Provo, Orem and Utah County are joining forces to make sure that important source funds received through the U.S Department of Housing and Urban Development’s Community Development Block Grant program gets used for vital projects helpful to all communities.
“HUD is encouraging more collaboration with other recipients in the area of grants,” said Kena Mathews, Orem services manager. “We don’t raise enough on our own for large capital projects.”
In a letter sent to stakeholders from the three grant entities it said, “During the 2017 program year, Utah County, Orem, and Provo, all direct CDBG entitlements, benefitted 29,520 low- and moderate-income residents through projects such as the Orem Sharon Park Pickle Ball Courts, Self Help Homes Affordable Housing Development in Salem, and RAH Facility Improvements.”
The idea is to not only bring dollars together so they can go further, but to also make the lives of some of the nonprofits easier, according to Steven Downs, Orem spokesman.
“These nonprofits don’t generally employ an individual who specializes in these federal grants, so having to report to three separate organizations only takes away from the time they could be serving individuals. We have found a way to allow them to essentially get the same amount of money, but only deal with one of the three agencies,” Downs said.
After an extensive survey of needs, grant directors in Provo, Orem and Utah County have selected two nonprofit organizations that need major capital improvements done on their locations, according to Mathews.
The two projects are the Family Support and Treatment Center in Orem and the House of Hope in Provo.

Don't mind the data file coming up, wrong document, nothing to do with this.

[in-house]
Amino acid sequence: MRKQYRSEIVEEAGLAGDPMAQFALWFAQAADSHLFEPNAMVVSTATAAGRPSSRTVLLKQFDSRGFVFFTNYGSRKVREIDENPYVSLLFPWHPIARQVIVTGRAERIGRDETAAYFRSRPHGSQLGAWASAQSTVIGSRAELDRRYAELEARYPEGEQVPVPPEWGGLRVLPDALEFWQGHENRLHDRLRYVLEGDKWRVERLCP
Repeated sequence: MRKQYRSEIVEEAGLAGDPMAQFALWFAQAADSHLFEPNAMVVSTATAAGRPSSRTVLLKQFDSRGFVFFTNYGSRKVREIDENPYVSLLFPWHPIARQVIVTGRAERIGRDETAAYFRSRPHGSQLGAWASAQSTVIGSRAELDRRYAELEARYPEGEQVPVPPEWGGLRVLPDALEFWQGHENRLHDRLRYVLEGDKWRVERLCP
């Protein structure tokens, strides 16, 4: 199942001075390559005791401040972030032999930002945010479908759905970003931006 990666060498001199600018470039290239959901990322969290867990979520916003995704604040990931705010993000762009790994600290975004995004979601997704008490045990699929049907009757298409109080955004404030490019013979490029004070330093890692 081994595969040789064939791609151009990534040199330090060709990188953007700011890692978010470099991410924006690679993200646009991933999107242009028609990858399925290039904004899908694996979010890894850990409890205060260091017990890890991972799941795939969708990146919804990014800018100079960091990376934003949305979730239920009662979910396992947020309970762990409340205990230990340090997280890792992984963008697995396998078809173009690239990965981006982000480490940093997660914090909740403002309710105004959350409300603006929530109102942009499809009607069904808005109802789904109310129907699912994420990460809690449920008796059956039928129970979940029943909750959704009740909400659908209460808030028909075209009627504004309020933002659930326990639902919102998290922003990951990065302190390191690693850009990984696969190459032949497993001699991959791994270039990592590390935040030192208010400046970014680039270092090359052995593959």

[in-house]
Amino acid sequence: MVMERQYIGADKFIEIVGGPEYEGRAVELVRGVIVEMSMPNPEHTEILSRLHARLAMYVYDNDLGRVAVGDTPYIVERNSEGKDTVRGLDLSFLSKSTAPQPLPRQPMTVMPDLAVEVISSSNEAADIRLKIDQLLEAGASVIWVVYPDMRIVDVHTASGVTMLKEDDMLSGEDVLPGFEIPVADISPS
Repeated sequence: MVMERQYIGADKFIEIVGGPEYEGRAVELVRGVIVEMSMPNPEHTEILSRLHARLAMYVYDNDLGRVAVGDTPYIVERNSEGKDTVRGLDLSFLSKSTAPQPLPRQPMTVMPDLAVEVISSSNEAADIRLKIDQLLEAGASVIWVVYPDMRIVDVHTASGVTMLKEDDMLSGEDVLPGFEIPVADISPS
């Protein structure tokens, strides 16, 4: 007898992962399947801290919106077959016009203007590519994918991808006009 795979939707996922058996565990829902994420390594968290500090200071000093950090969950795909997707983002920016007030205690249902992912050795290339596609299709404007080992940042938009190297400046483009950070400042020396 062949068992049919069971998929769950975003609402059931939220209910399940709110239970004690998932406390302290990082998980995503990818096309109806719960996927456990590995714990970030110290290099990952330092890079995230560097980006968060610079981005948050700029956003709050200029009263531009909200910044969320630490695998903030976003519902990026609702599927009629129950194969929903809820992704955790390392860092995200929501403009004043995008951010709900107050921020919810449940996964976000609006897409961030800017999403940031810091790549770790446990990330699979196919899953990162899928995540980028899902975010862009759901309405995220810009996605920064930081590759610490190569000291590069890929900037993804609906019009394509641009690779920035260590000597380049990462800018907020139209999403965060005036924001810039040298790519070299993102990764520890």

“This first time collaboration will allow us to stretch our dollars even further, strengthen the impact of our collective CDBG funding, and make a noteworthy difference for these beneficial community organizations,” the stakeholder letter stated.
In the case of the Family Support and Treatment Center, some of the capital improvement projects are decades past due.
“The building that houses our programs is older and in need of renovations that will make it more comfortable for community members using our services,” said Janelle Christensen, executive director. “As a nonprofit, often funding to update facilities is difficult to secure, so we greatly appreciate this opportunity to accomplish those needed upgrades to improve not only the aesthetics of the space, but the energy efficiency and safety as well.”
Christensen said one of their primary goals as an agency is to offer hope and healing to those who walk through their doors.
“We are very excited to provide a more inviting, welcoming atmosphere for children and families working toward greater health and happiness,” Christensen said.
The capital improvement projects include replacing the HVAC system, insulating the attic, raising the parking lot and replacing the carpeting that has been there since the center opened in 1984.
The House of Hope in Provo will get new doors and decking, new roofing for the administration building, playground structures and a newly paved parking lot.
“Since we opened our facility in Utah County in the late 1960s, House of Hope (originally called Utah Alcoholism Foundation) has thrived due to the support of community organizations,” said Lisa Heaton, executive director. “We evolved from a co-ed program serving men and women to developing a special residential program for women and young children, the only one of its kind in Utah County.”
Heaton said House of Hope is able to work to meet the complex needs of families in distress because the CDBG program has provided the means each year to take on projects to keep the 60 year-old campus in Utah County safe and in good repair.
“Without the CDBG program, we simply couldn’t have helped the number of families we partner to serve as we would have had to direct resources to repairs and upgrades, decreasing the number of beds we are able to keep available,” Heaton said.
“I was so excited when I heard the news that House of Hope would be given expanded financial resources to complete projects in 2019-2020,” Heaton said. “As Medicaid expands in Utah, we want to be able to keep every possible bed open for Utah County residents who are seeking family reunification and treatment.”
Money will still be available to help with smaller projects as well, Mathews said. Last year, 18 nonprofits were funded through the CDBG program.